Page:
There was a period in mid-20th century fashion where the name Halston was ubiquitous with chic. After initially rising to fame through his millinery, which landed on the head of Jackie Kennedy, Roy Halston Frowick reinvented himself as the must-wear designer of American style. Beloved by the likes of Bianca Jagger, Elizabeth Taylor, and Lisa Minnelli (a close friend and muse), Halston became a star in his own right. Eventually, his popularity declined and following a series of misguided business decisions, he lost control over his own fashion house and died of AIDS-related cancer at the age of 57. Today, he’s still considered a towering influence over the industry, beloved by the likes of Tom Ford. It’s not hard to see why this story would intrigue Ryan Murphy, who brings Halston to Netflix as a five-part miniseries starring Ewan McGregor in the title role.
The Netflix era of Ryan Murphy has been a curious one for one of the undisputed giants of modern television. While his shows seem to be pulling in viewers (at least, if the platform’s own questionable numbers can be trusted), critics have been less enthused. Efforts like Hollywood, The Politician, and Ratched have inspired reviews somewhere between disinterested and utterly baffled. Team Murphy with a blank cheque — reportedly $300 million over five years — feels off-kilter in an oddly uninteresting manner. His worst excesses as a creator have taken over, including his notorious ability to be bored with his own work after mere episodes. Those stylistic idiosyncrasies that made him a star — sardonic camp, pitch-black humor, the queer gaze, and a proudly lascivious sense of showmanship — have been stretched thin. His name used to guarantee a sense of excitement for what comes next. Now, it’s one of weariness.
Halston was a man who strived to be unknowable, to reinvent himself for whatever the occasion called for. He seems at odds with the approach of the show, which is primarily biopic-primed exposition. The rest is mostly people saying the word ‘Halston.’ If you want to play the title drinking game, wherein you take a sip every time someone says the show’s name, you may be wrecked before they get to the Battle of Versailles. Episode one starts with a flashback to Roy’s childhood and his mother being abused by his father, a moment that is very close to Walk Hard territory. The flashbacks work better as impressions of his former self, such as a fascinating scene where Halston recalls memories good and bad while putting together a perfume.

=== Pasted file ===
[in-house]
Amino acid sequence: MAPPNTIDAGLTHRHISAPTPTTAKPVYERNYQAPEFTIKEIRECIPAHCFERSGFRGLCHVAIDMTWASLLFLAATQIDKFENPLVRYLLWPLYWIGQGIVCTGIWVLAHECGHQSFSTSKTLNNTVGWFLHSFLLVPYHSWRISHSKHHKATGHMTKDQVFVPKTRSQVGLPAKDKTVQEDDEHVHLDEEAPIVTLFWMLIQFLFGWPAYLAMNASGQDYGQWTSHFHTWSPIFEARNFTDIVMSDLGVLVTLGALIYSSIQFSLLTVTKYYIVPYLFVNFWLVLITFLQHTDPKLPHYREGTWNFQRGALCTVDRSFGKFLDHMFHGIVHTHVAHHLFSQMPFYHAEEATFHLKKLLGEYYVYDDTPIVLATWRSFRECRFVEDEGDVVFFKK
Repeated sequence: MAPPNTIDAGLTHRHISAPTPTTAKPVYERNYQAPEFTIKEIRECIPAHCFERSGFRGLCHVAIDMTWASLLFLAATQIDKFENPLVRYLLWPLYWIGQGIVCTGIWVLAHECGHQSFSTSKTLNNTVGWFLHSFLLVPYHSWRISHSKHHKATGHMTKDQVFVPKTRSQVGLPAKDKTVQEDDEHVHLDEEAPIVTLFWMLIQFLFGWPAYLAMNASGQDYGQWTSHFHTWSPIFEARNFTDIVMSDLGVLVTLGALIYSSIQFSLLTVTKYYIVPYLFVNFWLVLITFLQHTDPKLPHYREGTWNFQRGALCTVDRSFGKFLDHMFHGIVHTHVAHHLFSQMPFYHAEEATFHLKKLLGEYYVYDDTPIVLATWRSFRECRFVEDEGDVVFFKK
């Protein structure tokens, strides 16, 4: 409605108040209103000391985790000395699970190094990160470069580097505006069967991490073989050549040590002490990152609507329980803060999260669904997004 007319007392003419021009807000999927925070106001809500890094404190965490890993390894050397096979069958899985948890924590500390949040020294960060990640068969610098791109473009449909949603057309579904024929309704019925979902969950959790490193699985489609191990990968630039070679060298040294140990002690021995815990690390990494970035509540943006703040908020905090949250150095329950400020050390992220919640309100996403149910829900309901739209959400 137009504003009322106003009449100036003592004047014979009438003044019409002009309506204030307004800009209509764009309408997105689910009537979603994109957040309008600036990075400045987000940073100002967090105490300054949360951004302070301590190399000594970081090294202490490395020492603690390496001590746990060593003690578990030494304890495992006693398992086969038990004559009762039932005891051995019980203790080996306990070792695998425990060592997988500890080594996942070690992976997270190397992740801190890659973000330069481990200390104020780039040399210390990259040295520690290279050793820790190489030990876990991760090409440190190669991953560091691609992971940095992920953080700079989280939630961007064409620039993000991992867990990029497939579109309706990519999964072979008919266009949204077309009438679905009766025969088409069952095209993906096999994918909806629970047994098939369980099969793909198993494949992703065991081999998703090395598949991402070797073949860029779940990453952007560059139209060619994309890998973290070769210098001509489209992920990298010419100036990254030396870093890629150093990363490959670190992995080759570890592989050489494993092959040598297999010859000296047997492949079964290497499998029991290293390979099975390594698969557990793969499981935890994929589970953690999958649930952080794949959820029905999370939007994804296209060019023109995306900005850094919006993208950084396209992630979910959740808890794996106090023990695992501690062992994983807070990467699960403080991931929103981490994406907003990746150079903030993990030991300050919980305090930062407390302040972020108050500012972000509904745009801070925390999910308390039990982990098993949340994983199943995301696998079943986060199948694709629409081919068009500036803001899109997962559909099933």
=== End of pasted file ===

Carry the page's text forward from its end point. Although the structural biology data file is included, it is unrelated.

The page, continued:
As Halston, Ewan McGregor attacks the role with relish. There’s certainly enough material for him to sink his teeth into here. McGregor’s obviously having fun with the ego, the scathing wit, and the performativity of a man always putting on a show. This is Murphy on solid ground, not so much when he needs to go deeper. It takes about three episodes for Halston to start expanding emotionally but by the time it tries to really get under his skin, time’s almost up. His insecurities and abrasiveness in expressing them are prime Murphy material, especially as he pushes his closest friends and collaborators away, but moments like him dealing with his childhood are pure tonal whiplash. This isn’t really McGregor’s fault. We know what he’s capable of when it comes to sharp-edged roles that need a healthy dose of charisma. Hell, just check out his recent turn in Birds of Prey for a recent example of that magic at work. Here, however, he feels underserved and occasionally under-directed.
Broadway star Krysta Rodriguez is well-cast as the oft-imitated Liza Minnelli. Introduced doing her iconic ‘Liza with a Z’ number in a club full of adoring gay men — of course! — she has the theater kid verve without ever slipping into parody. Once she’s allowed to step away from those hugely recognizable moments of Liza iconography, Rodriguez is allowed to be the person. Having seen many Liza drag acts in my time, it was refreshing to see Minnelli be shown empathetically, not as a cycle of tics. Would that she were given more to do. Her friendship with Halston is crucial to both of their stories, and the series quickly side-lines her in a way that does both Rodriguez and McGregor a disservice. Other supporting players get their moments, including Rebecca Dayan and David Pittu as regular Halston collaborators Elsa Peretti and Joe Eula. Shout out to Kelly Bishop of Gilmore Girls fame for her hilarious one-episode turn as the profane and ambitious publicist Eleanor Lambert.